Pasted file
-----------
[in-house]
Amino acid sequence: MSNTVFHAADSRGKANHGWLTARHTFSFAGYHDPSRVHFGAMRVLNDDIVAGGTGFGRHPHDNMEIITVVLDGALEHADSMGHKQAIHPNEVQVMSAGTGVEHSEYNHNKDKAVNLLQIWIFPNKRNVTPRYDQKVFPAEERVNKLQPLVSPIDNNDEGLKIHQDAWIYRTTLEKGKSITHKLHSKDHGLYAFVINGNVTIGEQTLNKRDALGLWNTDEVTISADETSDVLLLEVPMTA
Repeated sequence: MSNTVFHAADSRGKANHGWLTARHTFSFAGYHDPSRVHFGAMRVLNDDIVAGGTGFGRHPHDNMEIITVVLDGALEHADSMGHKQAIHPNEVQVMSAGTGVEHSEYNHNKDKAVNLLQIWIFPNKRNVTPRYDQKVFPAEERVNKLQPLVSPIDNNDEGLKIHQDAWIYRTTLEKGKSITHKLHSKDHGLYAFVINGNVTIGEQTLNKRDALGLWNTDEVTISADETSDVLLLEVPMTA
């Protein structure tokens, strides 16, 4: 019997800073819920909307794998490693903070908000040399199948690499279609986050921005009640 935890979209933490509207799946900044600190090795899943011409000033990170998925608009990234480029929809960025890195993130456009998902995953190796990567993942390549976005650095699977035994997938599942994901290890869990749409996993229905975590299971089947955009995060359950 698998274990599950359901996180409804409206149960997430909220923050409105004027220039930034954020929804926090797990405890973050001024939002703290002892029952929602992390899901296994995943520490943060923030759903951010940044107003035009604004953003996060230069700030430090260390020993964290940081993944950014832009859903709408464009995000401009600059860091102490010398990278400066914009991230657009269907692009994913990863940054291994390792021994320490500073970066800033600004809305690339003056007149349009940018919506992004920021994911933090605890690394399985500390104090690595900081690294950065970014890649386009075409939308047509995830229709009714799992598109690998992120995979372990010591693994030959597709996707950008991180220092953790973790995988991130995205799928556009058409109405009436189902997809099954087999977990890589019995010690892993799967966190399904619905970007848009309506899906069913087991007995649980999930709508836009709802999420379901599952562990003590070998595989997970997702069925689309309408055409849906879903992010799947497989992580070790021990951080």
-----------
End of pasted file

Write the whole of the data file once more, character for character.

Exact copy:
[in-house]
Amino acid sequence: MSNTVFHAADSRGKANHGWLTARHTFSFAGYHDPSRVHFGAMRVLNDDIVAGGTGFGRHPHDNMEIITVVLDGALEHADSMGHKQAIHPNEVQVMSAGTGVEHSEYNHNKDKAVNLLQIWIFPNKRNVTPRYDQKVFPAEERVNKLQPLVSPIDNNDEGLKIHQDAWIYRTTLEKGKSITHKLHSKDHGLYAFVINGNVTIGEQTLNKRDALGLWNTDEVTISADETSDVLLLEVPMTA
Repeated sequence: MSNTVFHAADSRGKANHGWLTARHTFSFAGYHDPSRVHFGAMRVLNDDIVAGGTGFGRHPHDNMEIITVVLDGALEHADSMGHKQAIHPNEVQVMSAGTGVEHSEYNHNKDKAVNLLQIWIFPNKRNVTPRYDQKVFPAEERVNKLQPLVSPIDNNDEGLKIHQDAWIYRTTLEKGKSITHKLHSKDHGLYAFVINGNVTIGEQTLNKRDALGLWNTDEVTISADETSDVLLLEVPMTA
């Protein structure tokens, strides 16, 4: 019997800073819920909307794998490693903070908000040399199948690499279609986050921005009640 935890979209933490509207799946900044600190090795899943011409000033990170998925608009990234480029929809960025890195993130456009998902995953190796990567993942390549976005650095699977035994997938599942994901290890869990749409996993229905975590299971089947955009995060359950 698998274990599950359901996180409804409206149960997430909220923050409105004027220039930034954020929804926090797990405890973050001024939002703290002892029952929602992390899901296994995943520490943060923030759903951010940044107003035009604004953003996060230069700030430090260390020993964290940081993944950014832009859903709408464009995000401009600059860091102490010398990278400066914009991230657009269907692009994913990863940054291994390792021994320490500073970066800033600004809305690339003056007149349009940018919506992004920021994911933090605890690394399985500390104090690595900081690294950065970014890649386009075409939308047509995830229709009714799992598109690998992120995979372990010591693994030959597709996707950008991180220092953790973790995988991130995205799928556009058409109405009436189902997809099954087999977990890589019995010690892993799967966190399904619905970007848009309506899906069913087991007995649980999930709508836009709802999420379901599952562990003590070998595989997970997702069925689309309408055409849906879903992010799947497989992580070790021990951080």